The international context makes things complicated for Spotify too. Despite slightly improving financial results, profits are not forthcoming. The CEO of the company has a solution in mind.
Music streaming, like on-demand video streaming, has become essential for all music-loving Internet users. Several actors are trying to monopolize this sector. Spotify largely leads the dance with its 195 million subscribers, followed by Apple Music, with a number of subscribers expected to approach 80 million. Despite this clear domination, the shares of the Swedish company are in free fall: the course of Spotify would have lost 58% of its value in one year. How to remedy this? Daniel Ek, the CEO of the company, has his own idea.
If the possibility of creating a Platinum plan at €19.99/month has been mentioned, it is mainly a question of increasing the price of the Premium subscription. Me Ek does not hide it. When reporting the company’s results, he pointed out that YouTube Premium, Deezer and even Apple Music are increasing their prices. According to the CEO, this is a very good thing for Spotify, as it gives it a signal that it too can increase the prices of its service without subscribers going to the enemy.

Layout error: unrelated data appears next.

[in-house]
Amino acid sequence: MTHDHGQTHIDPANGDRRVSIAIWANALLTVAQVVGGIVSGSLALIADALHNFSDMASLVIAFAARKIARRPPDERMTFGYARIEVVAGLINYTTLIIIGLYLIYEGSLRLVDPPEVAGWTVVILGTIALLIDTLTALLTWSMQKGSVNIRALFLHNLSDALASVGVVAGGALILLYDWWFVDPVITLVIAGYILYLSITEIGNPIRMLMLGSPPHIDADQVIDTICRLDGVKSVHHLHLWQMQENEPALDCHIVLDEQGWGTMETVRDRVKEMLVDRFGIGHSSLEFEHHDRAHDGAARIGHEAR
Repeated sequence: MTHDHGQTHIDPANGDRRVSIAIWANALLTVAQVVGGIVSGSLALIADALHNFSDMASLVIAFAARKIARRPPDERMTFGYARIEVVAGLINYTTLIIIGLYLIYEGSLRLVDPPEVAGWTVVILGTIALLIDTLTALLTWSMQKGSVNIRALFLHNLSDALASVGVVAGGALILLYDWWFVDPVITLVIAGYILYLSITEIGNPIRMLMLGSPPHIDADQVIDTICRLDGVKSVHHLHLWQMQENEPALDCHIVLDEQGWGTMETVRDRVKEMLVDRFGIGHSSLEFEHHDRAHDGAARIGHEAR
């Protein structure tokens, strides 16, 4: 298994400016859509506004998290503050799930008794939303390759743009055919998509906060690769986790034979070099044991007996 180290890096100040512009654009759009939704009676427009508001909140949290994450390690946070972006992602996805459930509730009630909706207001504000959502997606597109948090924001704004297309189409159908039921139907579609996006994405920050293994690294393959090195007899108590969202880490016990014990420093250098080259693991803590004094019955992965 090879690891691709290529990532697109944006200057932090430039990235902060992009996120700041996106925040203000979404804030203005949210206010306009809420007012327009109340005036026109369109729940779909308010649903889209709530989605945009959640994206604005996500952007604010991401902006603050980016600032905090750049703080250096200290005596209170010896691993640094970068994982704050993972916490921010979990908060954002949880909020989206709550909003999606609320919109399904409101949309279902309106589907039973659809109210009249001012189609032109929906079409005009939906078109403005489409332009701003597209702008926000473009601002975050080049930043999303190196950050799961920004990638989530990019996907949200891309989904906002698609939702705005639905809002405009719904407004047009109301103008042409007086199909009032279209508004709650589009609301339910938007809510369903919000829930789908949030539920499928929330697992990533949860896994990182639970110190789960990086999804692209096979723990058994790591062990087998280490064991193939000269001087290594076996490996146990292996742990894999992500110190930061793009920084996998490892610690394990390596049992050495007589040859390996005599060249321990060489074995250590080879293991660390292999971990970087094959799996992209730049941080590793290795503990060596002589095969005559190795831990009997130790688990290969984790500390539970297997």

Spotify will increase the price of the Premium subscription in 2023
Even if the announcement of a new price increase will undoubtedly make subscribers grumble, Me Ek points out that Spotify customers generally remain loyal to the platform. This is undoubtedly the reason why the company maintains its leading position in the music streaming market. Most players in the music industry are in any case in favor of such an increase in prices. They keep reminding that the prices of subscriptions to streaming platforms are a lot too low to properly compensate artists.
We should therefore expect a general increase in the price of Spotify Premium subscriptions in 2023. The company has so far only mentioned an increase in the United States, but there is no doubt that it will also be passed on elsewhere in the world, and all the more so in France, where the government proposes to tax music streaming.